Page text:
Urticaria

Given that this text refers to the issue of allergy, I recommend reading it along with a more general text about allergy that describes the issues of atopy, allergens and allergic reactions.

 

Urticaria or hives is an allergic skin disease that affected sometimes in their life the majority of population but in some people, it recurs frequently.

Causes

The cause of urticaria is a local allergic reaction to an allergen, which is limited to the skin and subcutaneous tissue. Allergic reaction leads to leakage of a relatively aggressive substance known as histamine from cells to the surrounding area. This process causes local irritation and skin inflammation with increased permeability of blood vessels for blood plasma. There are many possible allergens that can cause hives including food (food allergy), medications and in many people even a change of the ambient temperature.

Symptoms

As the local irritation leads to increased permeability of blood vessels, blood fluid gets out of the vessels into the subcutaneous tissue and causes local swelling. The histamine is an irritant causing itching giving the lesions form of itchy reddish skin buds. Itching may be followed by scratching, which further damages the skin. Luckily, urticaria usually quickly disappears. The hives may be also a part of a serious allergic condition known as the anaphylactic shock.

Diagnosis

The diagnosis can be easily stated from the clinical symptoms. Blood tests may confirm elevated blood levels of IgE antibodies (responsible for acute allergic reactions). In addition, it is advisable to find the inducing factor. Further tests are generally not necessary with the exception of severe and frequently recurring forms of the hives.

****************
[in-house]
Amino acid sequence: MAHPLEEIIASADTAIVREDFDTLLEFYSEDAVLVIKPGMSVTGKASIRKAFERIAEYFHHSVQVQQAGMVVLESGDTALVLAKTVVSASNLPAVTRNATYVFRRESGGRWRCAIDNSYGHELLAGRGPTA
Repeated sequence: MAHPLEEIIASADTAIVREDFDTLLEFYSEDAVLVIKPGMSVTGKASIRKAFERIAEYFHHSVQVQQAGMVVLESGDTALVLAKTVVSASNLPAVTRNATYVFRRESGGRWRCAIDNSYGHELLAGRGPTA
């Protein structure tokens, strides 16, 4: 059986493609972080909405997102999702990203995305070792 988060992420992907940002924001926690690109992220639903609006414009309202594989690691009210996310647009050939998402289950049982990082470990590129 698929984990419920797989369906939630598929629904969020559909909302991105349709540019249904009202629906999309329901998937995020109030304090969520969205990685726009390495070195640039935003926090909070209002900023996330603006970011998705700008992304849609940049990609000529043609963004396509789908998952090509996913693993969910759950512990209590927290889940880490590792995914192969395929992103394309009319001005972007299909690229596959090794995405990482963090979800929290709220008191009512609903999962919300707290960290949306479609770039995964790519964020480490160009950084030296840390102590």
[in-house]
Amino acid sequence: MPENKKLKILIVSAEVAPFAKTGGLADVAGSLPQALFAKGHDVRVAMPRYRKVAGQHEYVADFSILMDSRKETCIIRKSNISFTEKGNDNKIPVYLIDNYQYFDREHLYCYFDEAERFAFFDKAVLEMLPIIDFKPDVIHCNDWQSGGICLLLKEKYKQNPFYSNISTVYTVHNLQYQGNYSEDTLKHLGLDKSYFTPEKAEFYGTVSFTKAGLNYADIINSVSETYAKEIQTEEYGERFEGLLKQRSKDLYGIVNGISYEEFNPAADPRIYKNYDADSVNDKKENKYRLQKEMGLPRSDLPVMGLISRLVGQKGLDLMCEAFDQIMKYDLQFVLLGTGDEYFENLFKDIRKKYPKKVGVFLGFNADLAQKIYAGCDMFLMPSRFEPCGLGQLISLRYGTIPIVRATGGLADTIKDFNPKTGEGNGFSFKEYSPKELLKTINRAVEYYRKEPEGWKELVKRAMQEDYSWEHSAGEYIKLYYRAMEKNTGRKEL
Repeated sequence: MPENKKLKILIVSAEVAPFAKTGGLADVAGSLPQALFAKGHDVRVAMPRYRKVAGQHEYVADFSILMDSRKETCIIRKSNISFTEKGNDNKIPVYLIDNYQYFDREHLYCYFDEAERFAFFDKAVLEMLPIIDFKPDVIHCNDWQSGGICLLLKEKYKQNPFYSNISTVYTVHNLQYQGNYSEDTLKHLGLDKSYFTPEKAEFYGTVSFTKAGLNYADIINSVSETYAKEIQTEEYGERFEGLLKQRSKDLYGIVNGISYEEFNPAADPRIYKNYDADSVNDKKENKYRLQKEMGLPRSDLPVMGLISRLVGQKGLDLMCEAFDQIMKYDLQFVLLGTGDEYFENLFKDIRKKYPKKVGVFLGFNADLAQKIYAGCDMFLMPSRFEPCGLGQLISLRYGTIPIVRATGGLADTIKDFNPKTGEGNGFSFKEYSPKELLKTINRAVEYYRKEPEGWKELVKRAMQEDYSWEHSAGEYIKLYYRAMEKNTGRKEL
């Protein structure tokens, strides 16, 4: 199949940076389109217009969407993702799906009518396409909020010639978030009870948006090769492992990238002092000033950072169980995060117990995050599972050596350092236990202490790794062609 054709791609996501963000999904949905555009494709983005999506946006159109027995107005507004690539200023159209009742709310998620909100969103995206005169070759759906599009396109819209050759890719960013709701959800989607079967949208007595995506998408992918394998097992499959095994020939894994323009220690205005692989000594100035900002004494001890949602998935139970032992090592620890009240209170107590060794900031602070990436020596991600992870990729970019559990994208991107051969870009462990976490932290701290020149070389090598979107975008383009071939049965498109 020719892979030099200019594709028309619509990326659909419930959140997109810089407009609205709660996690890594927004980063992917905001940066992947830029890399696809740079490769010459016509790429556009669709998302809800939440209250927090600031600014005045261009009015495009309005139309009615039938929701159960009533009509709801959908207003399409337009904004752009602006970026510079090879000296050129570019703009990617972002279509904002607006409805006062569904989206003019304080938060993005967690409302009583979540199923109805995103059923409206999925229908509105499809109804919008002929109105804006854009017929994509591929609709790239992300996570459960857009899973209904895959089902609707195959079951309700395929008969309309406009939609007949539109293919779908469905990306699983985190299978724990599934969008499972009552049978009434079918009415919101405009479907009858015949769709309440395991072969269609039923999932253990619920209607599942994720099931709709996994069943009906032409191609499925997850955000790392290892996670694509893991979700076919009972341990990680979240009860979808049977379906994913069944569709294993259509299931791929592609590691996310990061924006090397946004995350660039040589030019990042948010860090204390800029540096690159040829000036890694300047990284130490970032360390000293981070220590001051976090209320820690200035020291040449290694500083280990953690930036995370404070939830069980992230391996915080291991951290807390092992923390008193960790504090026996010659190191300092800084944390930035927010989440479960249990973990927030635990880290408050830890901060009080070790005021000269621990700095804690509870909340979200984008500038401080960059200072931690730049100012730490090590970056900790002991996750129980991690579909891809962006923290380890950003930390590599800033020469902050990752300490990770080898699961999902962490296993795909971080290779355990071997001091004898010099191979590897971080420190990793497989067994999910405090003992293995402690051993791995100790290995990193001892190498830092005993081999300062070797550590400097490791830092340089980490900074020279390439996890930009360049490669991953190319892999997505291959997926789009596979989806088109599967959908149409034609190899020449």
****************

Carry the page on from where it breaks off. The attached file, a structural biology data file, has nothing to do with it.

Prevention

The best prevention is to find the inducing factor and try to avoid it.

Treatment

Urticaria is usually self-limiting and quickly disappears without any treatment. Prolonged and unpleasant manifestation can be treated by some anti-allergic medications, especially by antihistaminic agents. It is advisable not to scratch the affected skin areas as it can damage the skin cover and lead to local bacterial infection. When the urticaria is related to other symptoms of allergy, more powerful medications can be administered for a short period such as the corticosteroids. Anaphylactic shock must be treated during hospitalization by large doses of corticosteroids and prevention of a shock condition development.